Good Life

Business Q&A: Cheer coach still feels the thrill

Mary Slogosky has owned Cheer Central All Stars in Philipsburg for 11 years.
Mary Slogosky has owned Cheer Central All Stars in Philipsburg for 11 years. Photo provided

Mary Slogosky’s business is built on her love of an activity.

And her work builds the skills and character of others inside her four walls and tall ceiling.

Sure, cheerleading to many may be a dozen girls shouting and moving in unison on the sidelines on a Friday night. Inside the walls of Cheer Central All Stars, however, cheerleading is more than that.

Slogosky led cheers on the sidelines some 20 years ago at Philipsburg-Osceola Area High School, dabbled in choreography at Penn State and began coaching at her high school alma mater after college. She took her “expensive hobby” to the local YMCA to help build the high school program.

The more kids that joined in her classes, the less space she had. The overcrowding took her to 289 Railroad St. 11 years ago, where she began Cheer Central and dropped her old job as a manager at the Days Inn in State College.

“I have that life where I turned my fun activity into my job,” she said.

Q: Why are you still in cheerleading?

A: It’s addicting. Cheerleading is definitely an addiction. It’s positive, it’s fun, it’s athletic, it’s challenging and it’s such a high energy thing that’s so fun to be around. It’s one of those activities where you can have an exceptional amount of skill or a beginner skill and still feel 100 percent a part of the team. I had expectations growing up that I was going to run a resident camp for kids in the summer, and I wanted to do that for a living. I did the exact opposite. I now have kids all school-year long, and I break for the summer.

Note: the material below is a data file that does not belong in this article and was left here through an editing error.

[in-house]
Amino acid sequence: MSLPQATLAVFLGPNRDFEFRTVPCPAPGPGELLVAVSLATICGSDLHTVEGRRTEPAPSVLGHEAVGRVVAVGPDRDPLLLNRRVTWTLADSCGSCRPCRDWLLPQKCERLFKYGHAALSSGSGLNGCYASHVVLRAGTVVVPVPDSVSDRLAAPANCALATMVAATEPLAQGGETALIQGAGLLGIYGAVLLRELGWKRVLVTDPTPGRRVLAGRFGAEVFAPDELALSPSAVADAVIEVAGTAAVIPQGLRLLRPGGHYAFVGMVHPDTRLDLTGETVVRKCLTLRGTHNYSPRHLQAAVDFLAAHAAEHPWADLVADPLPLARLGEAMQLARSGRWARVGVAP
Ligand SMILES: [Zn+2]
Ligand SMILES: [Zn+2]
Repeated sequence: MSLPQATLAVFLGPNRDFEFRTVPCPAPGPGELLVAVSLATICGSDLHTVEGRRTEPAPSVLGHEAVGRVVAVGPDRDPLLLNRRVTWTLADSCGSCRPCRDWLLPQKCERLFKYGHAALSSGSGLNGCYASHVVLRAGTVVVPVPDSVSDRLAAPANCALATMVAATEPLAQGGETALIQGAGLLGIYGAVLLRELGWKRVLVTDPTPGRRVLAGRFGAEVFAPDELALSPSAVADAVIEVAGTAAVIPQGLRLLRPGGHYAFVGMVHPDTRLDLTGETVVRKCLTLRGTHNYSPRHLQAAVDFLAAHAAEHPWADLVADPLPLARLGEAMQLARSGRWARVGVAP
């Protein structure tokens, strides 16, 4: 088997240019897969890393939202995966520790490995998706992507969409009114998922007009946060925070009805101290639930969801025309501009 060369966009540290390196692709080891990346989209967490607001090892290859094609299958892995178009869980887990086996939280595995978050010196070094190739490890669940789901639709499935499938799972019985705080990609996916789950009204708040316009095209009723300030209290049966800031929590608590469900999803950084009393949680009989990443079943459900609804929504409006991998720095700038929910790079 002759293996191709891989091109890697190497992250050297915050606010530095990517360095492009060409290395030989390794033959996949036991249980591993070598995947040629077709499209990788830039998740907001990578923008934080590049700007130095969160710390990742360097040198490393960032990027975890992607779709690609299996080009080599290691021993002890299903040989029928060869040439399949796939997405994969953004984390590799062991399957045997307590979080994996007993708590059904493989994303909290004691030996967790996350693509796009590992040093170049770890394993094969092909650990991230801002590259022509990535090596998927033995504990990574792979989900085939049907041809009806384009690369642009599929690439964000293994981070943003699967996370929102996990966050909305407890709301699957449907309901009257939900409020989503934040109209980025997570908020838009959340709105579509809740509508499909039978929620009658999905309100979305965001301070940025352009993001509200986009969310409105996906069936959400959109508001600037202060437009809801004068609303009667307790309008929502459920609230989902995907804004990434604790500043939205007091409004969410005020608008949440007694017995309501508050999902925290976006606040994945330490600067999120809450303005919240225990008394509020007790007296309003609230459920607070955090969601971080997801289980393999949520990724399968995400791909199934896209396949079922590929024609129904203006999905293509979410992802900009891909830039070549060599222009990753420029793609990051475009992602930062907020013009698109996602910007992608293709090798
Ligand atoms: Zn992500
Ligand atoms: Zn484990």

Q: It was always the plan to have a business, but cheerleading wasn’t really a part of your vision?

A: Cheerleading didn’t exist then like it does now. Cheer Central is proud to be one of the first All-Stars that was in Pennsylvania. All-Star cheerleading didn’t exist when I started coaching. It became a thing while I was coaching, and then we were part of the outbreak.

Q: Why’d you feel this business could be popular in a smaller town?

A: It happened organically. I started coaching outside of school, because we wanted to improve our program at Philipsburg-Osceola High School. It turned into its own entity, and now it’s very much separate. There are kids that just do school cheerleading or just do All-Stars and some that do both. The best part about it is it’s all intermixed, and the kids can choose what they want or do both if they can swing it.

Q: So do you only get people from Philipsburg-Osceola?

A: Oh no, we get people from all over. I’ve had years where 12 different school districts are represented here. I haven’t done those numbers for this year yet, but 12 is a lot. It’s exciting to have that many kids from that many areas come to our small town in the middle of nowhere, so that they can develop their cheerleading skills.

Q: Was it tough at times figuring out how to run a cheerleading business? It’s seems like it would be unlike most other businesses.

A: I didn’t always do this for a living, but I learned a lot before it. I had a lot of bosses that have taught me quite a lot. I also managed at health clubs and did summer programs at the athletic club when it existed in State College when I was in college. I was always learning how to run a program. My mother was my mentor, and she was the aquatic director at the YMCA in Clearfield. I was raised in a YMCA with programming, so I kind of got home-fed on how to run a business.